I think it is always a good idea to include some schools that will stretch your options, such as a school that may be larger or smaller than you initially wanted, or a school that might be in a different geographic region if it matches on all the other factors. You will want to use your academic profile to determine if you have a chance of admission at the school. Remember, you want to be able to comfortably handle the workload at the college so that you can fully participate in and enjoy college life. If you are trapped in the library all the time, you will miss out on the whole college experience. On the other hand, you do not want to go to a college that is too easy and does not challenge or stimulate you intellectually.

You will want to use your academic profile to break the list into 3 categories: Reach; Possible; Highly Likely. There are a few ways to try and determine your admissions chances. First, compare your SAT score to the 25-75 split of the school. You can get this number from the US news website, the College Board website, the Princeton Review website, by calling the school, or from some of the “insider’s guides.” If your SAT score is below the lower number of the range, this school will probably be a reach. You will also want to check your GPA against the 25-75 split for GPA, if available, and against the average GPA. Another method is to determine if your high school tracks the results of former students at your school and look at their admissions success rate at the schools you are interested in. If your school does not have that information available, you may want to compare yourself against the data from Amity High School, which is available online. The web address is: Remember, this is only statistical information, and other factors such as extra-curricular activities, essay, interview, and recommendations, enter into the total admission decision.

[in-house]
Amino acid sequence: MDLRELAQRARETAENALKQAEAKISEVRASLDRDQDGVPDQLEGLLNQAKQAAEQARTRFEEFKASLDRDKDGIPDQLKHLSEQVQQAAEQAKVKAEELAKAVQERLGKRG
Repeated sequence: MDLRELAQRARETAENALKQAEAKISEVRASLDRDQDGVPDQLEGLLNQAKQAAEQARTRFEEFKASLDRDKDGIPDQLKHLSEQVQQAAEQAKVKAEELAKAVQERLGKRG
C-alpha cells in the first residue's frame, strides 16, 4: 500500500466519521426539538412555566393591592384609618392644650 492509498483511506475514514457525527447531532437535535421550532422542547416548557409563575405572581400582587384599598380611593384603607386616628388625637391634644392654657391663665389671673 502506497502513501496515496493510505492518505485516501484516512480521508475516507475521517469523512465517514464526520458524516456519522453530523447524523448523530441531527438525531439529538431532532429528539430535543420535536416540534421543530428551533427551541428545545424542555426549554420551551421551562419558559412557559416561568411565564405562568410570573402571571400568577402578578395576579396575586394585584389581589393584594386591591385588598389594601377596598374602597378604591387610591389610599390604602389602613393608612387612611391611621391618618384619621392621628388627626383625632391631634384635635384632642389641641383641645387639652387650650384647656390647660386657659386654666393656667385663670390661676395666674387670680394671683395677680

To add some additional schools to your list, you may want to look at Rugg’s Recommendations On The Colleges, and add some more schools that are strong in your major. Remember, there is a good chance that you will change your major, so if possible choose schools that are strong in a couple of your areas of interest. Once you see the schools listed in Rugg’s, cross reference them with a larger college search engine or the school website itself to determine the important statistics for the school to fill in on your list (Size, SAT 25-75 Split, Admissions Phone Number, Web Site). Your goal should be to arrive at an initial list of 25 schools.

Over the course of your search you will add new schools to the list, and of course, eliminate a number of schools. From the initial list, through your research, you will want to narrow it down to 10 to 12 schools that you will visit, and from there try to get it down to 6 to 8 schools to which you will apply. The goal should be to apply to 1 or 2 highly likely schools (schools where you are almost 100% certain that you will be accepted), 2 possible schools (schools where you have a better than 50% chance of being accepted) and a few reach schools. If you are going to be applying to the most competitive schools (Ivy League, Swarthmore, Haverford, Amherst, Williams, Wesleyan, etc), you should consider applying to more than 2 reach schools. These schools are so competitive now, that I would consider them a reach for almost every student.